Every parent who made that decision is not some extremist who watches the wrong newscasts, and needs the thought police to educate them on proper ideologies. Often they are people who have very simple and understandable reasons for their actions, once you stop listening to the media who makes it a circus. Makes for better news if their is some extremist ideology behind these parent’s actions, I suppose.
     
  7. Valerie September 14, 2009 / 9:23 pm
    >This child doesn’t know she has an option whether to stay in school or not, and this parent did not want to have that conversation with a 2nd grader, didn’t want her child to wrestle with that message, suggested by someone of such high esteem in her child’s eyes as the POTUS. Reasonable request, don’t you think?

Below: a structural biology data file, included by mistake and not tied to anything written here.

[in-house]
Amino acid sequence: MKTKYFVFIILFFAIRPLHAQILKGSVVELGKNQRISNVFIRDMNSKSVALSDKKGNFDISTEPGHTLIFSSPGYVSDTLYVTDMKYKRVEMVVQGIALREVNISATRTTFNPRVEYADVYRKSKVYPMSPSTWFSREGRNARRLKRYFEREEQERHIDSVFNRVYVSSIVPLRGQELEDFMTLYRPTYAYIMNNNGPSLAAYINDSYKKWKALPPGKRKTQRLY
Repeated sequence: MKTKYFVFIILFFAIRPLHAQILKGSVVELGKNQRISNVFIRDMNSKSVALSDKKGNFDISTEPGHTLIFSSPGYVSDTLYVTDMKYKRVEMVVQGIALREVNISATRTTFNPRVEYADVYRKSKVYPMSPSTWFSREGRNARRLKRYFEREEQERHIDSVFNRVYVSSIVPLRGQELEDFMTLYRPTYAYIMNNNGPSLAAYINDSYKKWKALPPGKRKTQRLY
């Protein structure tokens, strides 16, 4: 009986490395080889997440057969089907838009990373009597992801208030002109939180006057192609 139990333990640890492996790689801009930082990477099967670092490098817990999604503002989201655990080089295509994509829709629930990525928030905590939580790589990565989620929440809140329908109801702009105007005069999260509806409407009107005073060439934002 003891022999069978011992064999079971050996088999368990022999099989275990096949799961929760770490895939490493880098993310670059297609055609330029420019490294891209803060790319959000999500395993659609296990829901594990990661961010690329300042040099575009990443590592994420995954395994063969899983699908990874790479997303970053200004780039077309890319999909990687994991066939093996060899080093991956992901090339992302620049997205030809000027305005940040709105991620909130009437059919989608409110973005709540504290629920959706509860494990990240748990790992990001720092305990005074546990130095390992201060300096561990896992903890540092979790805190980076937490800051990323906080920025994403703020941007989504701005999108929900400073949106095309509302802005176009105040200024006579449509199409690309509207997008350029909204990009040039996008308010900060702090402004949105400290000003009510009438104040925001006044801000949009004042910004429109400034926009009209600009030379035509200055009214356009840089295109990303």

I think that is one of the dumbest excuses that I’ve heard thus far for choosing to keep a kid from hearing the President’s speech.
     
  8. Gene September 14, 2009 / 10:28 pm
    I thought any reason was stupid, but as a parent it is your job to decide what to listen to, and in this case they had an opportunity to opt out. Weak, but their decision.

    I know a lot of kids who listened to it and more or less laughed, saying things like “no way, really?”

    Obama does not get it. He may have reached some kids, but by the time their next bathroom break came up they forgot all about it. Kids are controlled, taught and trained by their parents, then teachers. Not Presidents.

    I think this administration wastes too much time with BS stuff like this, as did GW, as did Clinton, as did GHWB, Regan…….. And then we sit here and wonder why nothing changes. We are played for fools.

  9. Teri L September 14, 2009 / 11:07 pm
    > I think that is one of the dumbest excuses that I’ve heard thus far